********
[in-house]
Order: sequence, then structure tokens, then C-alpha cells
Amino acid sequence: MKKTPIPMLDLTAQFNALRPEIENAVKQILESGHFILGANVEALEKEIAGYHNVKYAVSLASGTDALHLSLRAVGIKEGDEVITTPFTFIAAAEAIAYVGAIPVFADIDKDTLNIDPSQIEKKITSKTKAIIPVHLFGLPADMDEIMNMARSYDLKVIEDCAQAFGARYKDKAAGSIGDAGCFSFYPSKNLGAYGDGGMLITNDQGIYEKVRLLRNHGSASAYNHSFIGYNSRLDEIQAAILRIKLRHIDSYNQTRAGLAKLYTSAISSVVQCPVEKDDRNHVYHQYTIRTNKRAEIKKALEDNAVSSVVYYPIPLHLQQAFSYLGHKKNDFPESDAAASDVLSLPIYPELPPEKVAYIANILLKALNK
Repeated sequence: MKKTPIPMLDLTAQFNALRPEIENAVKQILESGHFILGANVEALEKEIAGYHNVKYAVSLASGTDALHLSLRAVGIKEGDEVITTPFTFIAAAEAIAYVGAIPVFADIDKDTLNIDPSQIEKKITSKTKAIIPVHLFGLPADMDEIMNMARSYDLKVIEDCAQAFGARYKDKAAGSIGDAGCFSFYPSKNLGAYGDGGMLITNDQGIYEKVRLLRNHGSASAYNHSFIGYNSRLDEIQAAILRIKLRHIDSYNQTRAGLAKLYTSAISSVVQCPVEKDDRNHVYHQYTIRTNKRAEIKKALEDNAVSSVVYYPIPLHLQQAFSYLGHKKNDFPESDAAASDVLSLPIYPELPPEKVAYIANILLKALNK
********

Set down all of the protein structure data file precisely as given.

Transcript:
[in-house]
Order: sequence, then structure tokens, then C-alpha cells
Amino acid sequence: MKKTPIPMLDLTAQFNALRPEIENAVKQILESGHFILGANVEALEKEIAGYHNVKYAVSLASGTDALHLSLRAVGIKEGDEVITTPFTFIAAAEAIAYVGAIPVFADIDKDTLNIDPSQIEKKITSKTKAIIPVHLFGLPADMDEIMNMARSYDLKVIEDCAQAFGARYKDKAAGSIGDAGCFSFYPSKNLGAYGDGGMLITNDQGIYEKVRLLRNHGSASAYNHSFIGYNSRLDEIQAAILRIKLRHIDSYNQTRAGLAKLYTSAISSVVQCPVEKDDRNHVYHQYTIRTNKRAEIKKALEDNAVSSVVYYPIPLHLQQAFSYLGHKKNDFPESDAAASDVLSLPIYPELPPEKVAYIANILLKALNK
Repeated sequence: MKKTPIPMLDLTAQFNALRPEIENAVKQILESGHFILGANVEALEKEIAGYHNVKYAVSLASGTDALHLSLRAVGIKEGDEVITTPFTFIAAAEAIAYVGAIPVFADIDKDTLNIDPSQIEKKITSKTKAIIPVHLFGLPADMDEIMNMARSYDLKVIEDCAQAFGARYKDKAAGSIGDAGCFSFYPSKNLGAYGDGGMLITNDQGIYEKVRLLRNHGSASAYNHSFIGYNSRLDEIQAAILRIKLRHIDSYNQTRAGLAKLYTSAISSVVQCPVEKDDRNHVYHQYTIRTNKRAEIKKALEDNAVSSVVYYPIPLHLQQAFSYLGHKKNDFPESDAAASDVLSLPIYPELPPEKVAYIANILLKALNK